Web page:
In the next phase of the film, Andrei’s failure to imagine hell gives way to Tarkovsky’s success in bringing hell on earth to life. The artist experiences the destruction of Vladimir, shown on screen as a mania of fire and wanton cruelty, as the most crushing of his life’s spiritual crises. Andrei kills an attacking soldier while sheltering with the surviving townsfolk in Vladimir’s desecrated cathedral. It is an act of violence that is necessary, even heroic in context. But for Andrei, the battle and his own taking of human life are an unbearable glimpse into things as they really are—into his own true being, the inevitable flimsiness of human society, and the ultimate impossibility of fully knowing God. He takes a vow of silence for the rest of his life.
The film’s final sequence is a fifteen-year flash-forward from the perspective of a teenager who has taken on the dangerous task of casting a church bell for a local duke—if the bell doesn’t ring, Boris, son of a bellmaker killed in an ongoing famine, knows the potentate will slaughter him and his entire team. Only a director of Tarkovsky’s audacity could produce a Soviet classic about artists toiling under the threat of execution.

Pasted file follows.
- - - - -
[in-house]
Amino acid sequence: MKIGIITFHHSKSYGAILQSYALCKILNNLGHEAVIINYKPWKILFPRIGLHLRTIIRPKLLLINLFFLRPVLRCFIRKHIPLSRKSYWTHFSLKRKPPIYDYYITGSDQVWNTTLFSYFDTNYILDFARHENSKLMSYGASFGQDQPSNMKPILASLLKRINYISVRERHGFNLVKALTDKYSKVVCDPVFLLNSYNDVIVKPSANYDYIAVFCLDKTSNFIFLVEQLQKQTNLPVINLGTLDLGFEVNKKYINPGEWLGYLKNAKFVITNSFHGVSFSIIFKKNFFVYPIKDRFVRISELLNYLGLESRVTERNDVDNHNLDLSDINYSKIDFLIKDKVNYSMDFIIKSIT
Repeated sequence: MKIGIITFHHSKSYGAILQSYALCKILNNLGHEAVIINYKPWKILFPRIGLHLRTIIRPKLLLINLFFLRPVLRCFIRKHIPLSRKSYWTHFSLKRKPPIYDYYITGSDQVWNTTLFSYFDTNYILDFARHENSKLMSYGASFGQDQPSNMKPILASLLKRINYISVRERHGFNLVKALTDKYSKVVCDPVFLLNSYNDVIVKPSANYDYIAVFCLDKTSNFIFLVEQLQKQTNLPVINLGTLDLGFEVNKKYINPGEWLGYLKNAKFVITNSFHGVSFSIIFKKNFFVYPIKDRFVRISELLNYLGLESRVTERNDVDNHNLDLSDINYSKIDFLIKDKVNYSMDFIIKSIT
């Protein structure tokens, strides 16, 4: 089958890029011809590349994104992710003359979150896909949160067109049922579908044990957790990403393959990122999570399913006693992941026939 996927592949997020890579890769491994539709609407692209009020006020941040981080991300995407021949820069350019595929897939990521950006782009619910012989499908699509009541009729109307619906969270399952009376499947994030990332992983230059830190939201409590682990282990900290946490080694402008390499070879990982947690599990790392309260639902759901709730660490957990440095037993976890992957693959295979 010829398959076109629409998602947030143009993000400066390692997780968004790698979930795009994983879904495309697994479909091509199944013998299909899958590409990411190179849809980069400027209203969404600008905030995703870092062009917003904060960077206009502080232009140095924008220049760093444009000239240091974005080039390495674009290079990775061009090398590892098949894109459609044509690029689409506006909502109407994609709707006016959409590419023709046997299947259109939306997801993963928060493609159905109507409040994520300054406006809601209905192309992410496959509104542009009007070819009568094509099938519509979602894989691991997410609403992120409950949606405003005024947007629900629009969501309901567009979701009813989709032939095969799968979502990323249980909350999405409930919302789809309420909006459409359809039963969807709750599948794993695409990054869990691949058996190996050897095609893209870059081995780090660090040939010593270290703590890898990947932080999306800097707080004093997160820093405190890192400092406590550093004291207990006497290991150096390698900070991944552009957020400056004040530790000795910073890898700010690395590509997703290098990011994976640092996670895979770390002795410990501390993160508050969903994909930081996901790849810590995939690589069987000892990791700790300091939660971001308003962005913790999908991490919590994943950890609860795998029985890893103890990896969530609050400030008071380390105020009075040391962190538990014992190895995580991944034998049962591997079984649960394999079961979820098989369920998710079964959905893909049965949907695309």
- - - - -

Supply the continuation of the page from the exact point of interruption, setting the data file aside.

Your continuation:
Boris hunts in vain for the perfect clay in which to cast this life-or-death work of art. He finds it as if by accident, right as Andrei arrives on the edge of town, gazing in silence as Boris rejoices in the wet ground. When the bell dramatically clangs to life—in the presence of seemingly the entire medieval Russian power structure, and after a crane-shot fugue of molten steel and bubbling earth that ranks among the most astonishing sequences in all of cinema—Boris collapses into the muck and begins to sob. Andrei cradles him and ends his vow of silence. “Let’s work together,” the monk says. “You’ll be casting bells, and I’ll be painting icons.”
Next comes another flash-forward: The black-and-white filmstock turns to color, and viewers are treated to a highlight reel of actual Andrei Rublev icons—Mary overpowered at the foot of the manger, followed by the unearthly eyes of the risen Christ, blazing from church walls five centuries after the artist’s death. After wars and famines, after facing off with pagans and priests and Russian warlords, and after serving the evils of earthly political power, Andrei can finally see and express the reality of God as fully as any human being ever has. It is the closest thing a Tarkovsky movie has to an unambiguously happy ending.